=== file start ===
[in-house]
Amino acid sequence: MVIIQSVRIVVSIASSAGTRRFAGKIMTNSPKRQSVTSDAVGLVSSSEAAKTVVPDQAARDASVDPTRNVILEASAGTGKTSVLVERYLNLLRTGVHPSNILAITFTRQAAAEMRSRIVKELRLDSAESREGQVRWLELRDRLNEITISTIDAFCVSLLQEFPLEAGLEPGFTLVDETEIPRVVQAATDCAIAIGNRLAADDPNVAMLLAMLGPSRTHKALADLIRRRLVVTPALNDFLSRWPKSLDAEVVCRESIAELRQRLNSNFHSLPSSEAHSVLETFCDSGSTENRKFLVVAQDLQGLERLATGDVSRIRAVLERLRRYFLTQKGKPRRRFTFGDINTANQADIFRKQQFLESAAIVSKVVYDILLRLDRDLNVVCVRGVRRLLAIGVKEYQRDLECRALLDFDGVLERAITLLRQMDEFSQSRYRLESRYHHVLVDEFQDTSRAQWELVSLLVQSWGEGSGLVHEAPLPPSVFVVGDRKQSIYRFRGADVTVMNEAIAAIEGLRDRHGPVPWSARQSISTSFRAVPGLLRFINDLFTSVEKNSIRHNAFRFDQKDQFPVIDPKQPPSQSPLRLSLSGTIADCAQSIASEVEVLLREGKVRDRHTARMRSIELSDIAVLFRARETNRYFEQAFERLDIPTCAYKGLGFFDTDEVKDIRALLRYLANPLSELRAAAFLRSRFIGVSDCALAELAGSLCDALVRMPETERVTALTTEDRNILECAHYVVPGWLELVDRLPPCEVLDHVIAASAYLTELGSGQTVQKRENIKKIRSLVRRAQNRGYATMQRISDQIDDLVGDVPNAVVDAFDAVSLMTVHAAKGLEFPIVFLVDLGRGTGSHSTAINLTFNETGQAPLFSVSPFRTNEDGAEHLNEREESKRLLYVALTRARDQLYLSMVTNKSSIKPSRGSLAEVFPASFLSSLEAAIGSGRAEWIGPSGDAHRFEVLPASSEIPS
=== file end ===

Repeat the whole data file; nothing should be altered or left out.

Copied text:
[in-house]
Amino acid sequence: MVIIQSVRIVVSIASSAGTRRFAGKIMTNSPKRQSVTSDAVGLVSSSEAAKTVVPDQAARDASVDPTRNVILEASAGTGKTSVLVERYLNLLRTGVHPSNILAITFTRQAAAEMRSRIVKELRLDSAESREGQVRWLELRDRLNEITISTIDAFCVSLLQEFPLEAGLEPGFTLVDETEIPRVVQAATDCAIAIGNRLAADDPNVAMLLAMLGPSRTHKALADLIRRRLVVTPALNDFLSRWPKSLDAEVVCRESIAELRQRLNSNFHSLPSSEAHSVLETFCDSGSTENRKFLVVAQDLQGLERLATGDVSRIRAVLERLRRYFLTQKGKPRRRFTFGDINTANQADIFRKQQFLESAAIVSKVVYDILLRLDRDLNVVCVRGVRRLLAIGVKEYQRDLECRALLDFDGVLERAITLLRQMDEFSQSRYRLESRYHHVLVDEFQDTSRAQWELVSLLVQSWGEGSGLVHEAPLPPSVFVVGDRKQSIYRFRGADVTVMNEAIAAIEGLRDRHGPVPWSARQSISTSFRAVPGLLRFINDLFTSVEKNSIRHNAFRFDQKDQFPVIDPKQPPSQSPLRLSLSGTIADCAQSIASEVEVLLREGKVRDRHTARMRSIELSDIAVLFRARETNRYFEQAFERLDIPTCAYKGLGFFDTDEVKDIRALLRYLANPLSELRAAAFLRSRFIGVSDCALAELAGSLCDALVRMPETERVTALTTEDRNILECAHYVVPGWLELVDRLPPCEVLDHVIAASAYLTELGSGQTVQKRENIKKIRSLVRRAQNRGYATMQRISDQIDDLVGDVPNAVVDAFDAVSLMTVHAAKGLEFPIVFLVDLGRGTGSHSTAINLTFNETGQAPLFSVSPFRTNEDGAEHLNEREESKRLLYVALTRARDQLYLSMVTNKSSIKPSRGSLAEVFPASFLSSLEAAIGSGRAEWIGPSGDAHRFEVLPASSEIPS